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Lake Host Program Update

Lake Host paid personnel and volunteers conducted 1,636 inspections between Memorial Day and the end of September 2019. This is the most accomplished in a calendar year, and it qualifies us for a slightly larger grant than we had in previous years. This will be of help staffing during summer evenings during the week, as well as weekends past Labor Day, when we typically run out of money to pay the salaried hosts.

Although several salaried hosts do offer to inspect on a volunteer basis following Labor Day weekend, New Hampshire State Law prohibits this. This is even though those Lake Hosts are paid by the NH Lakes Association, not the State. Since funding had run out by Labor Day 2019, we were left with the 5 volunteers we had during the summer, some of whom had gone back to work, and were no longer able to spend time at the launch. Some early autumn weekends are still busy, and it helps to have someone there to monitor incoming boaters.

There are currently 87 lakes in NH that have exotic weeds and animals. Some of these lakes have as many as five of them! The majority are in the southern half of the state. Four of these water bodies also have the invasive Asian Clam. Lake Hosts are the first line of defense against the spread of these exotic weeds into Swains and other lakes. When trained, they get a sheet with a list of affected lakes, and can tailor discussions with entering boaters based on where they have been. Although a threat to larger Northeast lakes is Zebra Mussel, (Lake Champlain being one to have problems with them), these animals can easily enter smaller lakes via boaters emptying their ballasts when they launch on a new lake after being on an affected one. One of the questions asked this year by Lake Hosts is whether or not the particular boat had a ballast, and if so, was it empty. Fortunately, since most boats with ballasts are larger, and Swains is a smaller lake, we were rarely faced with this.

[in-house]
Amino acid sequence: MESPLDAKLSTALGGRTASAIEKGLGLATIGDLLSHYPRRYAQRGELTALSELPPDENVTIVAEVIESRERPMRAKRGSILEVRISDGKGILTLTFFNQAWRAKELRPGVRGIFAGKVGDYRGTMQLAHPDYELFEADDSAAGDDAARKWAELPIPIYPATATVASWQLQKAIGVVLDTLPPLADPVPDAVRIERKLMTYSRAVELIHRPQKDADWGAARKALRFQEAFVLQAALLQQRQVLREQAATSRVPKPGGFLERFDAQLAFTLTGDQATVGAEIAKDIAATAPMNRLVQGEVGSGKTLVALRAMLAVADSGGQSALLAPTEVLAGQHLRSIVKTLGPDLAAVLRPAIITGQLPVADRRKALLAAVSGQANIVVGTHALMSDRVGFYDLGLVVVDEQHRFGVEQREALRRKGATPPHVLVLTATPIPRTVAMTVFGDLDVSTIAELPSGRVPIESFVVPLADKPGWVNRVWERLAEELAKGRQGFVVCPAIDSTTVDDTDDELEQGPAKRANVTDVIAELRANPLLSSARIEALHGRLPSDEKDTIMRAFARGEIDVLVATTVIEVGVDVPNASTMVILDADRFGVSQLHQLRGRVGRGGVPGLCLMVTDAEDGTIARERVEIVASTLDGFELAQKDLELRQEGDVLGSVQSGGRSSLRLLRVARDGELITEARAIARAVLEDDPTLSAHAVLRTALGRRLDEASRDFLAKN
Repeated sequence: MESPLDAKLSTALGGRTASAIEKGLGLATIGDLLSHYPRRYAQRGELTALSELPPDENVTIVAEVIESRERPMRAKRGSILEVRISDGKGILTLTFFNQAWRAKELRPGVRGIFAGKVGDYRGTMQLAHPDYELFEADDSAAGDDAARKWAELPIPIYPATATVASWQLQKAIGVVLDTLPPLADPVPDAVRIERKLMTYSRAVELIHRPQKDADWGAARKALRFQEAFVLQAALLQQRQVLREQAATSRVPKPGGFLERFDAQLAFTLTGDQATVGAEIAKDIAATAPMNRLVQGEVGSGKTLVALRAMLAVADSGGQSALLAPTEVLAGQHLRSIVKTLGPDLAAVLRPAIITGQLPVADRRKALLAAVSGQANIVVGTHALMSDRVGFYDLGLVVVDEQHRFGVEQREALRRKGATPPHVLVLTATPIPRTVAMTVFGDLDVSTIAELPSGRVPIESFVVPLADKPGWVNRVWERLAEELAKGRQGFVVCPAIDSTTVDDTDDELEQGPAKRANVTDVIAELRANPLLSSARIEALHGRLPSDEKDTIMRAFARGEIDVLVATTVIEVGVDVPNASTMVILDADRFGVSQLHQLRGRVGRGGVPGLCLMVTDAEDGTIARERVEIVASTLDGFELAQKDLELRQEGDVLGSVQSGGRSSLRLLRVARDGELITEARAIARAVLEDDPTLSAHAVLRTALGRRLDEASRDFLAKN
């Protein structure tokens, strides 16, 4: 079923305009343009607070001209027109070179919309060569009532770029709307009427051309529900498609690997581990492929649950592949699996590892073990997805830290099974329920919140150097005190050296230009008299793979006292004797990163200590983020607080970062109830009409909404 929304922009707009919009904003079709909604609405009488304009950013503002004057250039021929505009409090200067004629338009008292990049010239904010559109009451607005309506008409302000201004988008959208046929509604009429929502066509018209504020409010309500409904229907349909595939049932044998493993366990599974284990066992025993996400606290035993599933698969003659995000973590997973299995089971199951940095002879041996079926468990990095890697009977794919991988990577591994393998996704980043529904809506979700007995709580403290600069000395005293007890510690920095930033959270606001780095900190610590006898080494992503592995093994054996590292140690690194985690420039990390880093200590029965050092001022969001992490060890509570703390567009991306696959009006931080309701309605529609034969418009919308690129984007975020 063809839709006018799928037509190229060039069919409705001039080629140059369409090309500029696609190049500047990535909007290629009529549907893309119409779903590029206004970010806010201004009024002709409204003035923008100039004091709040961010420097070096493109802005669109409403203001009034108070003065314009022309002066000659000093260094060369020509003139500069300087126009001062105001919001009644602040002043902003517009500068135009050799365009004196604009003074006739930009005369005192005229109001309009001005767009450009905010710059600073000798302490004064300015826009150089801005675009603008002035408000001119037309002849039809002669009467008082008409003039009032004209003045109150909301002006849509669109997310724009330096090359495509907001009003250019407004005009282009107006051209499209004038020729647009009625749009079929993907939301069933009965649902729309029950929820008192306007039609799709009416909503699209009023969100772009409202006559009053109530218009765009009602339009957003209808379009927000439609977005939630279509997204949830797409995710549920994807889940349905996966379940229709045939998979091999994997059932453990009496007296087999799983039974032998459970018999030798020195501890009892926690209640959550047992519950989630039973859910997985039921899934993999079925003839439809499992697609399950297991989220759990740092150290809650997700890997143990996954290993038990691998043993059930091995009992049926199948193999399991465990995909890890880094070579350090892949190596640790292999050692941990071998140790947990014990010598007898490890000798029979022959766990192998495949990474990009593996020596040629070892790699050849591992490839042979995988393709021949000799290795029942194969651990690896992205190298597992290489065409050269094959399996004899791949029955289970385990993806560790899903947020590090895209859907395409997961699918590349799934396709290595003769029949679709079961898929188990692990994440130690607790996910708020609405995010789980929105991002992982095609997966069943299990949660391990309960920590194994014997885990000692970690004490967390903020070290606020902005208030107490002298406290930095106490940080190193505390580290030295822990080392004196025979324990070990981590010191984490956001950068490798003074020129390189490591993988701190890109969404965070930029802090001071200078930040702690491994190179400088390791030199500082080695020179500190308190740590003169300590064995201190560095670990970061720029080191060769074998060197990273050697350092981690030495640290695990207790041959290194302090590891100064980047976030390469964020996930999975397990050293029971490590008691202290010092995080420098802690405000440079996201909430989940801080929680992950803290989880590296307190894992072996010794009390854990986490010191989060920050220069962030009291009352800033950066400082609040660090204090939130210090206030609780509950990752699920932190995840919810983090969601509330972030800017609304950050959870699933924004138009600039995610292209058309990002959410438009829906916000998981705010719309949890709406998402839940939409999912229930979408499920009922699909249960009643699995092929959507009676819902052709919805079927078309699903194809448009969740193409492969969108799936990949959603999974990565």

Transient boaters, (those who come for the day and visit multiple lakes often), are the biggest threat. Rental tenants coming for a week and launching boats that visit other lakes are another. Lake Hosts this year learned to make those who canoe and kayak aware of the ease of spreading exotic weeds by not cleaning out the insides of their vessels. Water that pools can retain seeds from weeds on the paddler’s feet. If they stay wet they stay viable, so after each paddle when the boat is hosed down, turning it over and hosing the inside, seat and all, adds an added layer of protection to uninfected lakes.

Carpet on boat trailers is another culprit, since seeds and animal eggs will stay viable if wet. In many cases, the carpet never dries between lakes visited, making it another primary way to spread unwanted seeds and large of exotic animals. Having rollers the boat rests on instead of carpet is a safer, but more expensive solution.

What anglers do with bait is another issue facing area lakes. Never dump it into a lake when finished, unless it came from that lake! Invasive animals can easily be spread if anglers bring bait from one lake to another, and empty the container holding it into the last lake of the day that they visit.

It is NH state law that boats be cleaned upon leaving a lake, so that they are “Clean, Drained, and Dry” when entering the next lake. This is still considered the best protection. Dry for 5 days or more is best. It is now thought that bleach can stimulate some invasive animals to release their eggs, so good old soap and hot water is still best to wash boats with. While in transit, it is also law that in addition to being clean, the drain plug is open, to allow water that could be harboring invasive nymphs or eggs to flow out.

The Lake Host Program is in its 18th year here in NH. During that time, Lake Hosts across the State have made 1,598 “saves” off of boats entering 53 lakes! (A “save” is the removal of exotic weeds or seeds). Lake Hosts here at Swains have sent in suspicious samples, but we are fortunate so far that none have been found to be invasive. In February, our President Deb Winter, and Lake Host Manager, Cindi Harrington will fill out the paperwork, to obtain our grant once more. We believe the Lake Host Program is an instrumental first line of defense to attempt to keep exotics out of Swains Lake. Anyone interested in joining our team, please contact Cindi Harrington at (603) 988-6051. Training is only one night, and now can be done on a webinar. The work is not difficult, in fact we have many good conversations with boaters each day. All the while watching out for little hitchhikers we don’t want here.

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